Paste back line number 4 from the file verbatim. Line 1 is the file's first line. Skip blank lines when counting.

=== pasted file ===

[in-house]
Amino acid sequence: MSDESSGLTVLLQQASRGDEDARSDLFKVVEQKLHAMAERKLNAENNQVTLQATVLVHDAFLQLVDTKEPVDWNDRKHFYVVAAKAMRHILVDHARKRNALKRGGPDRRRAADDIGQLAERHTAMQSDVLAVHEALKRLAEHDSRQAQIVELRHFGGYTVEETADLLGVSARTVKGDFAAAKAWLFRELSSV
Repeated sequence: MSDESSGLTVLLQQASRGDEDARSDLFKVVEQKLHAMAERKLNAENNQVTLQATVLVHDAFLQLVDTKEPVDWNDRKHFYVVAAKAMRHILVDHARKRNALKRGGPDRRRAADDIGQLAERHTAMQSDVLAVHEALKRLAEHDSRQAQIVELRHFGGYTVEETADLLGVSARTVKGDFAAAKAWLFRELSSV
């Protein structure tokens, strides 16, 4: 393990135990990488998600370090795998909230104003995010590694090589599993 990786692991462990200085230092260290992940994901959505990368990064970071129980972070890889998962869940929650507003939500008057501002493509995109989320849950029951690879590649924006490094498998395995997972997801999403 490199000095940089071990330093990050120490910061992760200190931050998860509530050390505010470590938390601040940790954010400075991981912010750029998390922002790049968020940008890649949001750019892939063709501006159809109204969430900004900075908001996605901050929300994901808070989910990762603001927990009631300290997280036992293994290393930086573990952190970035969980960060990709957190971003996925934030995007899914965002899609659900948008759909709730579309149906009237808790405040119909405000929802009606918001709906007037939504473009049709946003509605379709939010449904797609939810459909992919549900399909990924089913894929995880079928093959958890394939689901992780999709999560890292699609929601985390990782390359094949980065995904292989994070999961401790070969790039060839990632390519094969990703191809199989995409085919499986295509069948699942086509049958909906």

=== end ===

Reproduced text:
């Protein structure tokens, strides 16, 4: 393990135990990488998600370090795998909230104003995010590694090589599993 990786692991462990200085230092260290992940994901959505990368990064970071129980972070890889998962869940929650507003939500008057501002493509995109989320849950029951690879590649924006490094498998395995997972997801999403 490199000095940089071990330093990050120490910061992760200190931050998860509530050390505010470590938390601040940790954010400075991981912010750029998390922002790049968020940008890649949001750019892939063709501006159809109204969430900004900075908001996605901050929300994901808070989910990762603001927990009631300290997280036992293994290393930086573990952190970035969980960060990709957190971003996925934030995007899914965002899609659900948008759909709730579309149906009237808790405040119909405000929802009606918001709906007037939504473009049709946003509605379709939010449904797609939810459909992919549900399909990924089913894929995880079928093959958890394939689901992780999709999560890292699609929601985390990782390359094949980065995904292989994070999961401790070969790039060839990632390519094969990703191809199989995409085919499986295509069948699942086509049958909906």